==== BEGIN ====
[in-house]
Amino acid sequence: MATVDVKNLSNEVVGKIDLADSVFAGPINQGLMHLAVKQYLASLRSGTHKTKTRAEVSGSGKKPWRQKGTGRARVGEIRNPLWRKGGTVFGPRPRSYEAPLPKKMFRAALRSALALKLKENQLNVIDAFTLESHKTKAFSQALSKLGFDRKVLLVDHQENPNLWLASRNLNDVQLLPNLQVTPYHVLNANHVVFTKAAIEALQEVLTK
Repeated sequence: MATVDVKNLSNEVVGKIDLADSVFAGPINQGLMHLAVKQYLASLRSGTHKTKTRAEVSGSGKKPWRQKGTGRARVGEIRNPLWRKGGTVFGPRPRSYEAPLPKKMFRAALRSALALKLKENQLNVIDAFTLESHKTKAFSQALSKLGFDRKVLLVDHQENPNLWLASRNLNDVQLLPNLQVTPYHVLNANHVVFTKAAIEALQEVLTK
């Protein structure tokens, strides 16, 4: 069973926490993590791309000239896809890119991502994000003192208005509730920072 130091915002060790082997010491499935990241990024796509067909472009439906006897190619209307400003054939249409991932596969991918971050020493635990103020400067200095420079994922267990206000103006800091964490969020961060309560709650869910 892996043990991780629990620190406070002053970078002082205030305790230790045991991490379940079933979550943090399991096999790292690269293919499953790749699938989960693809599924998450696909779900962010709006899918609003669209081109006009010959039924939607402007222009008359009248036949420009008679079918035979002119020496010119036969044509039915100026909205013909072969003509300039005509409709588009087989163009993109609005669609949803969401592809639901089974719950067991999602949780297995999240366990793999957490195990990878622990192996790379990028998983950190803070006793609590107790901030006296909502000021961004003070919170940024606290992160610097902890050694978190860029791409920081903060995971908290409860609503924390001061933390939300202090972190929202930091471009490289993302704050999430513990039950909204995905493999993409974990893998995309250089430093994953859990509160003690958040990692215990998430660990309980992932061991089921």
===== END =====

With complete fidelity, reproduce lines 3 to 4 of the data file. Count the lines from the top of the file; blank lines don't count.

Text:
Repeated sequence: MATVDVKNLSNEVVGKIDLADSVFAGPINQGLMHLAVKQYLASLRSGTHKTKTRAEVSGSGKKPWRQKGTGRARVGEIRNPLWRKGGTVFGPRPRSYEAPLPKKMFRAALRSALALKLKENQLNVIDAFTLESHKTKAFSQALSKLGFDRKVLLVDHQENPNLWLASRNLNDVQLLPNLQVTPYHVLNANHVVFTKAAIEALQEVLTK
């Protein structure tokens, strides 16, 4: 069973926490993590791309000239896809890119991502994000003192208005509730920072 130091915002060790082997010491499935990241990024796509067909472009439906006897190619209307400003054939249409991932596969991918971050020493635990103020400067200095420079994922267990206000103006800091964490969020961060309560709650869910 892996043990991780629990620190406070002053970078002082205030305790230790045991991490379940079933979550943090399991096999790292690269293919499953790749699938989960693809599924998450696909779900962010709006899918609003669209081109006009010959039924939607402007222009008359009248036949420009008679079918035979002119020496010119036969044509039915100026909205013909072969003509300039005509409709588009087989163009993109609005669609949803969401592809639901089974719950067991999602949780297995999240366990793999957490195990990878622990192996790379990028998983950190803070006793609590107790901030006296909502000021961004003070919170940024606290992160610097902890050694978190860029791409920081903060995971908290409860609503924390001061933390939300202090972190929202930091471009490289993302704050999430513990039950909204995905493999993409974990893998995309250089430093994953859990509160003690958040990692215990998430660990309980992932061991089921």